Stars, including the sun, derive their energy from the process of nuclear fusion taking place in their cores which causes a release of light at the surface. This process converts matter into energy and releases vast quantities of neutrinos and gamma rays. The sun has a core of about 27 million degree Fahrenheit.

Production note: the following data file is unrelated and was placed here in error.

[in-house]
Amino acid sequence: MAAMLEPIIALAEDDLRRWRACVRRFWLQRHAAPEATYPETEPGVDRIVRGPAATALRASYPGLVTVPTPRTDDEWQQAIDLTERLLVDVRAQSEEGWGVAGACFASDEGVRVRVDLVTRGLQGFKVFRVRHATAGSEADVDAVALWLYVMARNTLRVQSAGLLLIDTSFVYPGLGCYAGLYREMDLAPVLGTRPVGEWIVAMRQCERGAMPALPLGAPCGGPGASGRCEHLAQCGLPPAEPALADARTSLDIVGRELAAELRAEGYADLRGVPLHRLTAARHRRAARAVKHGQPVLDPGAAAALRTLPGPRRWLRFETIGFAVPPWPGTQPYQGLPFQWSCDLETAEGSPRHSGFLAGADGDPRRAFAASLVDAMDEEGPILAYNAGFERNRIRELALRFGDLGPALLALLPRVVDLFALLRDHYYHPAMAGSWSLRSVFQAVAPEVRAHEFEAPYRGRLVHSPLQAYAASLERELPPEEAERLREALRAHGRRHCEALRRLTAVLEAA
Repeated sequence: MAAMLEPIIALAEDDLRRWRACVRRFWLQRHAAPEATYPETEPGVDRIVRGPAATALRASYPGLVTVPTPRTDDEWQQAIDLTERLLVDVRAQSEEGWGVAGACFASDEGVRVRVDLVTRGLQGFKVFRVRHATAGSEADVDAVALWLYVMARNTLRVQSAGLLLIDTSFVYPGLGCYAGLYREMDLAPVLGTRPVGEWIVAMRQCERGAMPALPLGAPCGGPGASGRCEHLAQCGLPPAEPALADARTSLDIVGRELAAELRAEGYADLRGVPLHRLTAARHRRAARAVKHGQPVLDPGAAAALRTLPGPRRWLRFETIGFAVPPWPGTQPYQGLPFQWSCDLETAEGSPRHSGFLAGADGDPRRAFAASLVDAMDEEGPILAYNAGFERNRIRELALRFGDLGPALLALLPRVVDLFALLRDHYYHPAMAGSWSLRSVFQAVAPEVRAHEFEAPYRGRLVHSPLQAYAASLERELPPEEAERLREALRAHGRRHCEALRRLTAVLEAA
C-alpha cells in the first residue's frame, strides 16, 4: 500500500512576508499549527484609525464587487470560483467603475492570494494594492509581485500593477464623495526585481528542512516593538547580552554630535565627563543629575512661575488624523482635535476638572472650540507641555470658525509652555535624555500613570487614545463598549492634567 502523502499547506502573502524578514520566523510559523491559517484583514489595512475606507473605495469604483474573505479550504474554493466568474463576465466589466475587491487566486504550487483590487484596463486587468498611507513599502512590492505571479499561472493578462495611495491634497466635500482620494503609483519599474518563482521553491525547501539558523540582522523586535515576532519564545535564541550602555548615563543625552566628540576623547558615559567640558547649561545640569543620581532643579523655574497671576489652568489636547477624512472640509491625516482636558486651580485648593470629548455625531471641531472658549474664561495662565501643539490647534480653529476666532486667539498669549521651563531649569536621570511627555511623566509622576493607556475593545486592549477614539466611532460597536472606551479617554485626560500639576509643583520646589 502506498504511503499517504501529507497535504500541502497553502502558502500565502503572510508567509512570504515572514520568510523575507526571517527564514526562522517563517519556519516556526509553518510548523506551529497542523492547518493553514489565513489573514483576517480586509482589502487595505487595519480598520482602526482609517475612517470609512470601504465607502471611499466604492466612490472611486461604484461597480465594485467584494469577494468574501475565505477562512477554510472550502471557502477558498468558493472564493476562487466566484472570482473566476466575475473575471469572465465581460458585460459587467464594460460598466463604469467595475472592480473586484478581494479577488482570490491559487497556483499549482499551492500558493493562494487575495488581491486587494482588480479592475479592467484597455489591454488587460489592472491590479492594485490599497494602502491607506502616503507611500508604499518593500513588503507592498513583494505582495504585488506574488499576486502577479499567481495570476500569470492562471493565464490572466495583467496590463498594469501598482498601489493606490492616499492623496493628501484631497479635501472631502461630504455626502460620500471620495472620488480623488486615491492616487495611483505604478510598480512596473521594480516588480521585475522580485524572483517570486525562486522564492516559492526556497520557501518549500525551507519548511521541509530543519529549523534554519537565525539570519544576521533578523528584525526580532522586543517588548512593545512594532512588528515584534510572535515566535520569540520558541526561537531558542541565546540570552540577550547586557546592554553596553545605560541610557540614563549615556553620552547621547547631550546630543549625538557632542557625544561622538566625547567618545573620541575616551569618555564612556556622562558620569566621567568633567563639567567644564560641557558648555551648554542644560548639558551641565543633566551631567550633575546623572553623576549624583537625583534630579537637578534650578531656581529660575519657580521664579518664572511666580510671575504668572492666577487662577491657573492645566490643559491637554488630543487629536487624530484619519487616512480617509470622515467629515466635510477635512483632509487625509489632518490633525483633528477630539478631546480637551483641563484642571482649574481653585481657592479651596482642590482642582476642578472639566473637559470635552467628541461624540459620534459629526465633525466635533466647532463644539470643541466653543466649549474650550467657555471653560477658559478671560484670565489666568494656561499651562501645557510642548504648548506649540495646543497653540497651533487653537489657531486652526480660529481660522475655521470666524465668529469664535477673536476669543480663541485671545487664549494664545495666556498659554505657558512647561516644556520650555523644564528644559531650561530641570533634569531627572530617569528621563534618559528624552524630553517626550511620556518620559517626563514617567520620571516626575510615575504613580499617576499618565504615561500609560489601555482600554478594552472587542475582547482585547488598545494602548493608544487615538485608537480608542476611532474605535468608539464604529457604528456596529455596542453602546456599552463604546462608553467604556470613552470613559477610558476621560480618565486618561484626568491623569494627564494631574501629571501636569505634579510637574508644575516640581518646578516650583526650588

The neutrinos emitted by the sun barely interact with matter and travel in straight lines at the speed of light. It takes only a few seconds for neutrinos to escape the sun, and it takes only around eight minutes for them to cross Earth's orbit. Gamma rays, however, are highly energetic and interact repeatedly with the surrounding matter inside the sun. Each gamma ray can be absorbed and re-emitted by an atom thousands of times a second. Despite the speed of these interactions, gamma rays don't follow any particular path out from the sun's core, and any individual gamma particle can spend hundreds of thousands of years passing from one atom to another before reaching the sun's photosphere. Along the way, the high-energy gamma ray is broken down into large numbers of lower-energy photons, such as X-rays, and, eventually, visible light. Once the visible light photons reach the surface layers, they are free to escape into space at the speed of light.